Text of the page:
Sciatica refers to back pain that is caused due to an issue with the sciatic nerve. This is a nerve that runs from the lower back down the back of each leg. When something ends up injuring or placing pressure on the sciatic nerve, it can result in pain in the lower back which spreads to the hips, buttocks, and leg. Around 90% of individuals recover for sciatica without the need for surgery. Most individuals who get sciatica are between the ages of 30 and 50, with women being more likely to develop the issue during pregnancy because of pressure on the sciatic nerve from the developing uterus. Other causes can include a herniated disk and degenerative arthritis of the spine.
First of all, a diagnosis will need to take place. For this, your doctor will question you regarding how the pain started, and precisely where it is located. You might be asked to squat, walk on your toes or heels, or raise your leg without bending the knee. These muscle tests can help your doctor in determining if it is the sciatic nerve that is irritated. Imaging tests such as an MRI might be conducted to check to the location and cause of the irritated nerve.
Your doctor might inject steroids into the spine area inflammation, and this way, medication can be delivered directly to the area around the sciatic nerve. Furthermore, if one’s sciatica is due to a herniated disk and it is still causing severe pain after 4 – 6 weeks, then surgery might be an option. The surgeon will end up removing a portion of the herniated disk in order to relieve the pressure on the sciatic nerve. Around 90% of patients feel relieved from this type of surgery. The two common spinal surgeries for sciatica are the following: Disectomy /micro-disectomy and laminectomy/laminotomy. In disectomy, the surgeon removes all or part of a herniated disc that that is pushing on your sciatic nerve. In laminotomy, either the entire lamina is removed, or only a part of the lamina is removed.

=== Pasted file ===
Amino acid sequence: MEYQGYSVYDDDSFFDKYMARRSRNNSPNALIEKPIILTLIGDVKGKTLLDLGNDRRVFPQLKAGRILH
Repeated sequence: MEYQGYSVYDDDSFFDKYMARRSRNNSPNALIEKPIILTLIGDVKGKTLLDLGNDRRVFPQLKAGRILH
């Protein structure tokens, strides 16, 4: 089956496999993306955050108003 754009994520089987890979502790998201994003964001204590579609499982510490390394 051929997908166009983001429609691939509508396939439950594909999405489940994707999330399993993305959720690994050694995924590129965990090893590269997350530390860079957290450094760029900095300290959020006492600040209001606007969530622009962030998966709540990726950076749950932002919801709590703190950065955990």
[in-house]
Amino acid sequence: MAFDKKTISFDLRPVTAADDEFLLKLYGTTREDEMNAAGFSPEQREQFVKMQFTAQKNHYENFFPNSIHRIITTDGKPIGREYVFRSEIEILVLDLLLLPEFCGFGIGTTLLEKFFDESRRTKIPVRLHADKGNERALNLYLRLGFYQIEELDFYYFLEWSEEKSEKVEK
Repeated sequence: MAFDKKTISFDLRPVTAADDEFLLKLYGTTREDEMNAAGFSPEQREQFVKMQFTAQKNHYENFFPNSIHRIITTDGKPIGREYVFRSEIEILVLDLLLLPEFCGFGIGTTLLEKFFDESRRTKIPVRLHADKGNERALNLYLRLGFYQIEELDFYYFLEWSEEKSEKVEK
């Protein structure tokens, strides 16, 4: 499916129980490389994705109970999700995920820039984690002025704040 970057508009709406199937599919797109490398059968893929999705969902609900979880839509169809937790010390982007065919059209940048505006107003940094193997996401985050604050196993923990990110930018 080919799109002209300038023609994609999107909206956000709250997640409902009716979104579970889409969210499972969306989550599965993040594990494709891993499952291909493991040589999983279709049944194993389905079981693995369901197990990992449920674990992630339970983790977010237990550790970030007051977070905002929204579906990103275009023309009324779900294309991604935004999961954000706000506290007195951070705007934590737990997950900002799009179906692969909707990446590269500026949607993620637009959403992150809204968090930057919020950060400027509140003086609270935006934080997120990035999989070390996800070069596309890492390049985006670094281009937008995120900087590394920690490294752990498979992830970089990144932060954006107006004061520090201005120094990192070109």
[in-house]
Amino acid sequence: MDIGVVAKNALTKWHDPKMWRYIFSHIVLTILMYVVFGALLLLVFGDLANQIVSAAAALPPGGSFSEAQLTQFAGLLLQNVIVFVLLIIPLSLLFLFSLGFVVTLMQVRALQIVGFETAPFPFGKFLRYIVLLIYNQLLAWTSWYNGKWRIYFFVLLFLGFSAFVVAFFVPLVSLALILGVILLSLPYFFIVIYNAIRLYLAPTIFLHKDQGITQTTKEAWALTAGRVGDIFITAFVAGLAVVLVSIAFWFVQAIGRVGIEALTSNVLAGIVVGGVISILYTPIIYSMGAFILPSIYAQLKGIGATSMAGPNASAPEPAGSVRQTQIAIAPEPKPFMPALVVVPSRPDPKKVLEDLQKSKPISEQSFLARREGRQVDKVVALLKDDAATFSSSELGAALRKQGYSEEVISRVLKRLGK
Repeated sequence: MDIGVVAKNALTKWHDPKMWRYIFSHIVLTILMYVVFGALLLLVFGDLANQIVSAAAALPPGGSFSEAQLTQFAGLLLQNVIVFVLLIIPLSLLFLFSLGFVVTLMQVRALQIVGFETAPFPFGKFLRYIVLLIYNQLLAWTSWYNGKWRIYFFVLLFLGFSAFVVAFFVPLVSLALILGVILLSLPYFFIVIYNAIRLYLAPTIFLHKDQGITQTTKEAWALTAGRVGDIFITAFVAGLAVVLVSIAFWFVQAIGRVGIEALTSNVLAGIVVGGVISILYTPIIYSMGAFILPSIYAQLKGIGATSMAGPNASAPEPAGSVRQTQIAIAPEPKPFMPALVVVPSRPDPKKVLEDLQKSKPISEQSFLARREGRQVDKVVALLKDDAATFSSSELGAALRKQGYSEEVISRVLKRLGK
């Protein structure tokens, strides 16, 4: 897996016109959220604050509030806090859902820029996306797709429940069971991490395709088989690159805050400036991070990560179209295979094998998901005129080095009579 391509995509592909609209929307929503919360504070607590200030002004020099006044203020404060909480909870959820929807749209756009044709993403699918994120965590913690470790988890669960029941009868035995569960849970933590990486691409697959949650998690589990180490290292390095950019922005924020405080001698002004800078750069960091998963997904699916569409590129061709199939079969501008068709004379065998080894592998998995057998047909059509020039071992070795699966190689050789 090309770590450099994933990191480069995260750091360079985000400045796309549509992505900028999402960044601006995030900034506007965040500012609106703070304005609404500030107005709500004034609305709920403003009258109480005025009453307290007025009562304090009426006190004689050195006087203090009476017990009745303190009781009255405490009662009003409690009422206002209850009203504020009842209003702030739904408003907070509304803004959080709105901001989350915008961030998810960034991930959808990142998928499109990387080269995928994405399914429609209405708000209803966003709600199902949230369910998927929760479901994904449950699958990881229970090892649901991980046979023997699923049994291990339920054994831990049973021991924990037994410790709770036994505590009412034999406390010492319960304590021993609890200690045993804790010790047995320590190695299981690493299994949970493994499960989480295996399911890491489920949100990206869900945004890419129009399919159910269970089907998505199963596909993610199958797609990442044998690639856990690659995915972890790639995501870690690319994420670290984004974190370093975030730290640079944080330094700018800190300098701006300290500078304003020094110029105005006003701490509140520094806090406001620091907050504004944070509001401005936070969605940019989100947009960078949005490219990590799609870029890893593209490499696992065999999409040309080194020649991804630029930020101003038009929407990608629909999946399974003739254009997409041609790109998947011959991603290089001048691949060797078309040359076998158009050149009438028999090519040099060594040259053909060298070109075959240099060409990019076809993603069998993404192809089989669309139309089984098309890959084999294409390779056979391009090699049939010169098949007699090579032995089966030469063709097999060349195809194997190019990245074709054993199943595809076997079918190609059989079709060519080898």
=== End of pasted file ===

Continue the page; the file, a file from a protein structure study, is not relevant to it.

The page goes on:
After sciatica pain treatment, you will need to ensure that you avoid driving, lifting, or bending forward for around a month or so. Your doctor might also recommend you physical therapy in order to help with the strengthening of the muscles in the back. Once recovery is complete, there is a high chance that you will be able to return to your normal activities. Furthermore, regular exercise, the maintenance of good posture, and bending at the knees for the lifting of heavy objects can help you avoid back injuries that might lead to sciatica.
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